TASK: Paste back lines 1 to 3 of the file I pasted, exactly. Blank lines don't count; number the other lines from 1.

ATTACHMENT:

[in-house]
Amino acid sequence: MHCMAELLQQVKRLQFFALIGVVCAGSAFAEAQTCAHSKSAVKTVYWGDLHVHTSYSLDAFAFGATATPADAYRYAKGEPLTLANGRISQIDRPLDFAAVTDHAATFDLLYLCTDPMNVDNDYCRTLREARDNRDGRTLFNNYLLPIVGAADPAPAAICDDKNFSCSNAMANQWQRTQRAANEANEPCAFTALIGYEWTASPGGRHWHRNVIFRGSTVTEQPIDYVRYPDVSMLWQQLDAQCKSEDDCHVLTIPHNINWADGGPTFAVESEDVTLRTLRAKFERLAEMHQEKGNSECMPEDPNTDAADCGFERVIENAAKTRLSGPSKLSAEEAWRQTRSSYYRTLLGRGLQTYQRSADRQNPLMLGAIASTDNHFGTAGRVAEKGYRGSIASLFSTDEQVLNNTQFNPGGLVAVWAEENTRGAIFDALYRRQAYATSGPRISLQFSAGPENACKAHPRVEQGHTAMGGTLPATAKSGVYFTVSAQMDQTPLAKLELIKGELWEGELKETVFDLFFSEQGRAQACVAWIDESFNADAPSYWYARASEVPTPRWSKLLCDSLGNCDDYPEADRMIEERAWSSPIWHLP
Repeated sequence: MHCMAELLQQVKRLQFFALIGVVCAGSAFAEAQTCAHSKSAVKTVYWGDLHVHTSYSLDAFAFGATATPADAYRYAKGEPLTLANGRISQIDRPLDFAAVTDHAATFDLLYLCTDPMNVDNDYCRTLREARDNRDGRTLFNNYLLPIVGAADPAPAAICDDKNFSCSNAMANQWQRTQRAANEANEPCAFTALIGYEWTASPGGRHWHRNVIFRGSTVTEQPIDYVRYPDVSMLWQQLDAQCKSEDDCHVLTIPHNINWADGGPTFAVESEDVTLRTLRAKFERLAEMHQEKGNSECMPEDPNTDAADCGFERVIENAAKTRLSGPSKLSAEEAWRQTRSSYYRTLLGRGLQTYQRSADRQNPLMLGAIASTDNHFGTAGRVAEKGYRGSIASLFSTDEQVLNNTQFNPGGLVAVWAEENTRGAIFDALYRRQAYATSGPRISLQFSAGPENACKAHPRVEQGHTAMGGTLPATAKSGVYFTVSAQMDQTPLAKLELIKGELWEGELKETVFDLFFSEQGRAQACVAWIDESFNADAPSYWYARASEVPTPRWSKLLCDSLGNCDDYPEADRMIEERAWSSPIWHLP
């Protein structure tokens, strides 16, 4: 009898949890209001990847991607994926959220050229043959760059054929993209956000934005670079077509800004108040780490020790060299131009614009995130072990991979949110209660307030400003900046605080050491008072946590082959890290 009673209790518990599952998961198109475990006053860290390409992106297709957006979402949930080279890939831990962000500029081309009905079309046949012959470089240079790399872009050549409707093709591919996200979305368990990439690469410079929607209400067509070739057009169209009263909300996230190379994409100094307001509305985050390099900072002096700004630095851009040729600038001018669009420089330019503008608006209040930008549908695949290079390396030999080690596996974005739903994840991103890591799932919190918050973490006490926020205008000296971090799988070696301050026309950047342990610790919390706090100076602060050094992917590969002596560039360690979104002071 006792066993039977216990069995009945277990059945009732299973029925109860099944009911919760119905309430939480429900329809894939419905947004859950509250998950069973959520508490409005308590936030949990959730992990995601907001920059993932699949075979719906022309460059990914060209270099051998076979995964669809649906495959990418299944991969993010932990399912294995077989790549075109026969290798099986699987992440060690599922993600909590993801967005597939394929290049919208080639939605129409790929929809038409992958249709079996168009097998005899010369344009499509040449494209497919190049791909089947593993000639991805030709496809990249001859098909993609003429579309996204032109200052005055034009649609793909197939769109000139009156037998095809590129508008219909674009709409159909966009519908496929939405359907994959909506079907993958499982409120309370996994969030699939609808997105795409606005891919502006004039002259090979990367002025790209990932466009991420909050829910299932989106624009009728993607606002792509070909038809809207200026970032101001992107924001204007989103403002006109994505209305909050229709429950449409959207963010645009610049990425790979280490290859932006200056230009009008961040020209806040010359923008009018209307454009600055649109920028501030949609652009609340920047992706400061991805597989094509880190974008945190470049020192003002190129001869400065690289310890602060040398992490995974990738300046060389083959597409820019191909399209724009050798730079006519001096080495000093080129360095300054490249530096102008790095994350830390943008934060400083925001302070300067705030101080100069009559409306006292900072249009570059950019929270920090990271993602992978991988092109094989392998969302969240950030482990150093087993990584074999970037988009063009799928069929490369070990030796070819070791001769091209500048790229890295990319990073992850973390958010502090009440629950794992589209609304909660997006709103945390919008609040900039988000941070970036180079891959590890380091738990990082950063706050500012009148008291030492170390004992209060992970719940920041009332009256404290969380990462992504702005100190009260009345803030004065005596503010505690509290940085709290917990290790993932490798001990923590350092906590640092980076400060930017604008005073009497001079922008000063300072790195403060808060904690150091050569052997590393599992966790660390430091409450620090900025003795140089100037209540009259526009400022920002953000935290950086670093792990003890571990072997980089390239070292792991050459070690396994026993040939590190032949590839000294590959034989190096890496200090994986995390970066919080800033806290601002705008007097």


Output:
[in-house]
Amino acid sequence: MHCMAELLQQVKRLQFFALIGVVCAGSAFAEAQTCAHSKSAVKTVYWGDLHVHTSYSLDAFAFGATATPADAYRYAKGEPLTLANGRISQIDRPLDFAAVTDHAATFDLLYLCTDPMNVDNDYCRTLREARDNRDGRTLFNNYLLPIVGAADPAPAAICDDKNFSCSNAMANQWQRTQRAANEANEPCAFTALIGYEWTASPGGRHWHRNVIFRGSTVTEQPIDYVRYPDVSMLWQQLDAQCKSEDDCHVLTIPHNINWADGGPTFAVESEDVTLRTLRAKFERLAEMHQEKGNSECMPEDPNTDAADCGFERVIENAAKTRLSGPSKLSAEEAWRQTRSSYYRTLLGRGLQTYQRSADRQNPLMLGAIASTDNHFGTAGRVAEKGYRGSIASLFSTDEQVLNNTQFNPGGLVAVWAEENTRGAIFDALYRRQAYATSGPRISLQFSAGPENACKAHPRVEQGHTAMGGTLPATAKSGVYFTVSAQMDQTPLAKLELIKGELWEGELKETVFDLFFSEQGRAQACVAWIDESFNADAPSYWYARASEVPTPRWSKLLCDSLGNCDDYPEADRMIEERAWSSPIWHLP
Repeated sequence: MHCMAELLQQVKRLQFFALIGVVCAGSAFAEAQTCAHSKSAVKTVYWGDLHVHTSYSLDAFAFGATATPADAYRYAKGEPLTLANGRISQIDRPLDFAAVTDHAATFDLLYLCTDPMNVDNDYCRTLREARDNRDGRTLFNNYLLPIVGAADPAPAAICDDKNFSCSNAMANQWQRTQRAANEANEPCAFTALIGYEWTASPGGRHWHRNVIFRGSTVTEQPIDYVRYPDVSMLWQQLDAQCKSEDDCHVLTIPHNINWADGGPTFAVESEDVTLRTLRAKFERLAEMHQEKGNSECMPEDPNTDAADCGFERVIENAAKTRLSGPSKLSAEEAWRQTRSSYYRTLLGRGLQTYQRSADRQNPLMLGAIASTDNHFGTAGRVAEKGYRGSIASLFSTDEQVLNNTQFNPGGLVAVWAEENTRGAIFDALYRRQAYATSGPRISLQFSAGPENACKAHPRVEQGHTAMGGTLPATAKSGVYFTVSAQMDQTPLAKLELIKGELWEGELKETVFDLFFSEQGRAQACVAWIDESFNADAPSYWYARASEVPTPRWSKLLCDSLGNCDDYPEADRMIEERAWSSPIWHLP